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The Washington Post, in an editorial this week, made a jarring statement in their endorsement of the Equality Act that we need to consider. 

They wrote:

“Some senators argue that the Equality Act lacks sufficient religious-liberty protections. But engaging in public commerce comes with a price: Business owners cannot pay their employees less than the minimum wage. A cake shop owner must follow health and safety regulations even if he does not believe they are necessary. A landlord should not be able to refuse to rent an apartment to a gay couple. The government should respect private worship, but it also has a high interest in ensuring activities occurring in the public square are fair and equitable.”

They responded to U.S. Senator Mitt Romney’s objection to the Equality Act. Romney believes that strong religious liberty protections are essential in legislation that deals with this issue.

I wrote this week about the danger to religious liberty that the Equality Act represents. (Not to mention the threat it represents to women’s rights.)

What The Washington Post’s editorial board wrote is positively chilling but hardly surprising. In their point of view and the point of view of many on the left, faith is something that belongs in private. 

“Go ahead and believe what you want just do it in private, but once you are in public then there is a price.”

Granted, they talked about commerce, but looking at the United Kingdom and Canada, it is not hard to picture this point of view expanding beyond commerce.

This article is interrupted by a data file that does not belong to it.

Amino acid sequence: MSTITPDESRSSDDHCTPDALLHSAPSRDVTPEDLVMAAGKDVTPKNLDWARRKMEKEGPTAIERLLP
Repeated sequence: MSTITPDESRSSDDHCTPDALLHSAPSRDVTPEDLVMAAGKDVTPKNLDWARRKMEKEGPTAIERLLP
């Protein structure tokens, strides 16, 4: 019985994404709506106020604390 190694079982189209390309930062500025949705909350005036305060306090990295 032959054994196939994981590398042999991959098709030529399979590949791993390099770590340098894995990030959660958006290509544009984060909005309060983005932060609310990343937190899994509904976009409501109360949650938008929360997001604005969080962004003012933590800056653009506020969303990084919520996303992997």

In fact, with the current trajectory of the left, it’s unlikely this threat won’t spread into the private realm as well because it already has

My faith is personal, but it is not private. The freedom of religion, not the freedom of worship, is enshrined in the First Amendment of the U.S. Constitution. 

What I wrote in 2019 about the freedom of religion is still true today, and I’ll repeat it.

“Freedom of religion encompasses much more than private belief and corporate worship. It guarantees the exercise of our faith throughout our public and private lives: what we say, what we do, and what we will not do in keeping with the tenets of one’s particular faith.

“It means that we can share our beliefs without fear of government retribution. It says the government can’t coerce us to participate in activities that violate our conscience. It means our pulpits are free from government censorship. 

“Limiting the First Amendment to the ‘freedom to worship’ would relegate our faith to our personal lives and our place of worship instead of letting it permeate throughout every aspect of our lives.”

Relegating our faith to our private lives is not religious freedom. It’s certainly not what our founders had in mind. It’s why the Religious Freedom Restoration Act was overwhelmingly passed in response to the Supreme Court’s 1990 decision in Employment Division v. Smith, which was unfortunately authored by the late Justice Antonin Scalia that eviscerated the free exercise clause

The freedom of religion is not just about private belief but also public action. There has to be a compelling government interest before it is hindered.

The Washington Post believes government can take action on a whim without concern for religious liberty in the public realm. That is a dangerous and statist point of view. 

Significantly burdening religious liberty without considering if there is a compelling government interest is not “fair and equitable.”

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1 comment
  1. Great analysis, Sean. Thanks so much! I remember how we all rejoiced and were happily surprised when RFRA was passed into law by President Clinton. I wonder what he thinks of Dems today trying to wipe that out. God bless,

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